Episode 1 – | Review Score – 2/5
Episode 2 – | Review Score – 2.5/5
Episode 3 – | Review Score – 2.5/5
Episode 4 – | Review Score – 2/5
Episode 5 – | Review Score – 3/5
Episode 6 – | Review Score – 2.5/5
Episode 7 – | Review Score – 1.5/5
Episode 8 – | Review Score – 2/5
Episode 9 – | Review Score – 2/5
Episode 10 – | Review Score – 2/5
We all have that one friend who makes a big drama out of nothing. What starts off as an amusing observation soon becomes a tiresome slog as you’re forced to listen to another rant about meaningless drivel. Unfortunately, Zero Chill is the TV equivalent of that friend. With contrived drama, one-dimensional characters and some illogical plot beats, this skating/hockey hybrid gets lost on the ice early on and never looks like recovering.
The story here revolves around a family who move from Canada to the UK. Mac has a big opportunity to make a splash in ice hockey and believes this could be his shot to the big-time. Ignoring the fact that ice hockey is an incredibly niche sport here, the family settle in as Mac begins his sporting adventure playing for the Hammers. His sister Kayla however, is not so enthused.
Kayla is homesick, missing her best friend Jacob who she’s had to say goodbye to and leave her figure skating career behind. Now that she’s on her own, Kayla is forced to adapt and find her purpose. Only, that’s easier said than done when she’s constantly overshadowed by Mac.
Across these 30-minute long episodes, Zero Chill runs both these storylines parallel to one another. Ironically though, Kayla’s story does actually get overshadowed by Mac’s, who gets the lion’s share of the drama.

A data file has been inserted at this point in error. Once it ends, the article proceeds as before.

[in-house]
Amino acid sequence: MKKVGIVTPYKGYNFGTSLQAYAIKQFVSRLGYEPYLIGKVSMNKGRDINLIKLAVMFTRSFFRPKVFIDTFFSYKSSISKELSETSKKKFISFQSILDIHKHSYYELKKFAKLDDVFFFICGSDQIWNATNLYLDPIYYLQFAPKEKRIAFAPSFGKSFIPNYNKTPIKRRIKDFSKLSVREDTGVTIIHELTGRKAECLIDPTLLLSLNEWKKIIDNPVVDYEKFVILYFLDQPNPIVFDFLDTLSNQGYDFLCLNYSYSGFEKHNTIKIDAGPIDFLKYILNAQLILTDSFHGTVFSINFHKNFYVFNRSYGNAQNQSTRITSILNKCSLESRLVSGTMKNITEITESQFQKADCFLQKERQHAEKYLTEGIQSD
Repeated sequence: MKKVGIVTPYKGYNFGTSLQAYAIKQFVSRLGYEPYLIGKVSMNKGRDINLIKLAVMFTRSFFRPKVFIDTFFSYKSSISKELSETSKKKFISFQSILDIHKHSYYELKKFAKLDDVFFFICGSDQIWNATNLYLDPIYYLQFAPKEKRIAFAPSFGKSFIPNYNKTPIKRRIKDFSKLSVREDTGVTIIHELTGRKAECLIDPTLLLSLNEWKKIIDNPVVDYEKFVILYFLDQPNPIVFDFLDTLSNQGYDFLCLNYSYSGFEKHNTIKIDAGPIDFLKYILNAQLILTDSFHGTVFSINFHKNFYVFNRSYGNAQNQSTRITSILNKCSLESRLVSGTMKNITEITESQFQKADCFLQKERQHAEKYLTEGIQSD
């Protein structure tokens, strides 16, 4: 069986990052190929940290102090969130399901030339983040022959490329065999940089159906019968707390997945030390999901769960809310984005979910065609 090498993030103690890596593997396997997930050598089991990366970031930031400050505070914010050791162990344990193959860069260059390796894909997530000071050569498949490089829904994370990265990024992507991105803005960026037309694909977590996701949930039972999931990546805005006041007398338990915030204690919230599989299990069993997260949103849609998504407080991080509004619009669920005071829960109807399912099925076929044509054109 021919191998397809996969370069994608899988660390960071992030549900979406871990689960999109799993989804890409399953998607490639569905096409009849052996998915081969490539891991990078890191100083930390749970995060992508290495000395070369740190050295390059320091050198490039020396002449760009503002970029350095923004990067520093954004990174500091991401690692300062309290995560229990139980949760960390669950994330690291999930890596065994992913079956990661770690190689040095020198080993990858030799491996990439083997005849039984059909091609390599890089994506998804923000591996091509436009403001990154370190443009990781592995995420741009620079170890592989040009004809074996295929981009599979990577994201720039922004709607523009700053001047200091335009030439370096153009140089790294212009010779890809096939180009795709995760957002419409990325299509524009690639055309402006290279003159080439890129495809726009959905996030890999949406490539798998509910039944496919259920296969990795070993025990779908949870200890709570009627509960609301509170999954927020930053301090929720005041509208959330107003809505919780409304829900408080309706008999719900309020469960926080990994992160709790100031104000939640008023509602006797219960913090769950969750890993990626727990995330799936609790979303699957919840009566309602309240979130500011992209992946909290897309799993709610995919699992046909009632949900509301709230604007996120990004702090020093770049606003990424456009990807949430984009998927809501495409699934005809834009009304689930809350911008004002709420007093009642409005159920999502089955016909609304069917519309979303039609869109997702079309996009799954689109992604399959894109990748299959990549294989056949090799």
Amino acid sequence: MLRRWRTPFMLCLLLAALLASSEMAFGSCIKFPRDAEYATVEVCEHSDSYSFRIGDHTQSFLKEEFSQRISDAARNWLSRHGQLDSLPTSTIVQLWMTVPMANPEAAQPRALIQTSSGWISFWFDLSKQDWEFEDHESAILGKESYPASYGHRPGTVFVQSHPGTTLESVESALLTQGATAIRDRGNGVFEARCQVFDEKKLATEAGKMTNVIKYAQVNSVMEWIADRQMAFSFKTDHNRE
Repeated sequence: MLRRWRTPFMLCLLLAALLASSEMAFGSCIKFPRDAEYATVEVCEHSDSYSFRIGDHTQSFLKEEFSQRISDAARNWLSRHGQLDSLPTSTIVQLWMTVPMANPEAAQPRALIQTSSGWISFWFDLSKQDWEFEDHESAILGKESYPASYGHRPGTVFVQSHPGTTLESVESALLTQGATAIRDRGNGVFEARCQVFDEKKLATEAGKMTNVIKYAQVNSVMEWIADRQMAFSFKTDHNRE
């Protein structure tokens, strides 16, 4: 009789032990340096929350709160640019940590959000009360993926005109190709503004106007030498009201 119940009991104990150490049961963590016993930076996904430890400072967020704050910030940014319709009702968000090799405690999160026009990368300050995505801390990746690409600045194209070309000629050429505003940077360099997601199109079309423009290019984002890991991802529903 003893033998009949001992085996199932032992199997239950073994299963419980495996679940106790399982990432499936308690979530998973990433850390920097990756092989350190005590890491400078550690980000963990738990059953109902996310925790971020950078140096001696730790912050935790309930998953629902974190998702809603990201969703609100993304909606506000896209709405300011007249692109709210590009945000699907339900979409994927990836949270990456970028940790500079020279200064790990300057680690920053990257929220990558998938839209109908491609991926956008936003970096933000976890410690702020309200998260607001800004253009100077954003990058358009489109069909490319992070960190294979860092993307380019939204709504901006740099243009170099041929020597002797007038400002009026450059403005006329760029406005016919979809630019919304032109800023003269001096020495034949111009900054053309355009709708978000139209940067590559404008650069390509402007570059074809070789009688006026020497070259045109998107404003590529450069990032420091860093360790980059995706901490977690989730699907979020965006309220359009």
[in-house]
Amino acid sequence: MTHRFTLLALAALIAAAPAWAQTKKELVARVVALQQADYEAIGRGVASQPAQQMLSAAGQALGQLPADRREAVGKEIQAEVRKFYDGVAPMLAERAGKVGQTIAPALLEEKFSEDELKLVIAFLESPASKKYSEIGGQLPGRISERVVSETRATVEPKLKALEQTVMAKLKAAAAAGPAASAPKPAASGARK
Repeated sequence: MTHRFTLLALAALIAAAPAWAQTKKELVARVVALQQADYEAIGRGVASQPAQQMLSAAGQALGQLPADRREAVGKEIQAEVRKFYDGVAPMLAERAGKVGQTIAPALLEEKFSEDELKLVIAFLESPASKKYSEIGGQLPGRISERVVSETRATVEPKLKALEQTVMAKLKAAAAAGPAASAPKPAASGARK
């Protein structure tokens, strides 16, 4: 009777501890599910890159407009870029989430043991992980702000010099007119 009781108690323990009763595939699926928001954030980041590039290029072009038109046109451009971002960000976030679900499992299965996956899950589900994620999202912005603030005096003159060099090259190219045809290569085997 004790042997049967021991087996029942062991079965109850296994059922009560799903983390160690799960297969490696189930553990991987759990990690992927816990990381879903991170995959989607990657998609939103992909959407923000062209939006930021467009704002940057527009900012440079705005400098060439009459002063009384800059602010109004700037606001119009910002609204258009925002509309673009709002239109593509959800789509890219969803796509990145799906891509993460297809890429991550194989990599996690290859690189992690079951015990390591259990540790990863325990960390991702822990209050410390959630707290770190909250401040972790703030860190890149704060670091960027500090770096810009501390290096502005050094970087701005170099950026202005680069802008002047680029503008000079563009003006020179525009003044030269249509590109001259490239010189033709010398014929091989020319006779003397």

Alongside these two main storylines are several other subplots. Kayla’s new best friend Sky is suffocated (figurately speaking) by her overbearing Mother worried about her past. Meanwhile, Ava is a figure skater with a bright future, who finds herself pushed to breaking point by her Mother, Elina.
On paper, a lot of this sounds very promising and there’s certainly scope to examine the juxtaposition between parenting styles and letting your children find their voice and passion.
The trouble is, any promising early work is squandered by manufactured and contrived drama that feels forced on our characters rather than organically driven. Problems in one episode are wrapped up and forgotten about, character motivations go completely askew and there’s a strange shift around episode 5 which abandons the sub-plots built up to try and find something to replace them.
The result is a cocktail of influences that feels narratively confused, as these weird episodic problems are resolved and never spoken of again. I won’t spoil any of that here but suffice to say, a lot of questions remain by the end of the season.
Zero Chill is a weird show that tries to do lots of things but doesn’t do any of them competently. Despite this being written as a family flick, the writing here is so shallow that I doubt families will stick around with this one for the long haul.
There’s no depth to anyone and the parents – outside of Coach Anton, Luke and Elina – have very little to do. Likewise, the series introduces brand new, important characters and then dumps them several episodes later without mentioning them again. On the other end of the spectrum, key players for the finale are introduced around episode 6 and rush through to their conclusion.
A few years back, Netflix released Spinning Out which focused a lot on character drama without much skating action. Zero Chill then is a show that’s the reverse – with lots more action on the ice. To be fair, these segments are easily the stand-out of the whole show. The choreography is pretty good and the ice hockey matches are actually quite exciting.
Whether there will be a large enough crowd to warrant a second season (and Spinning Out being axed) remains to be seen. Given the wealth of TV out there – even in the family category – Zero Chill feels like it has zero chance of standing out next to so many other heavy hitters. With better writing this could be a hit but sadly this one slips and stumbles on the ice.
Verdict - 3/10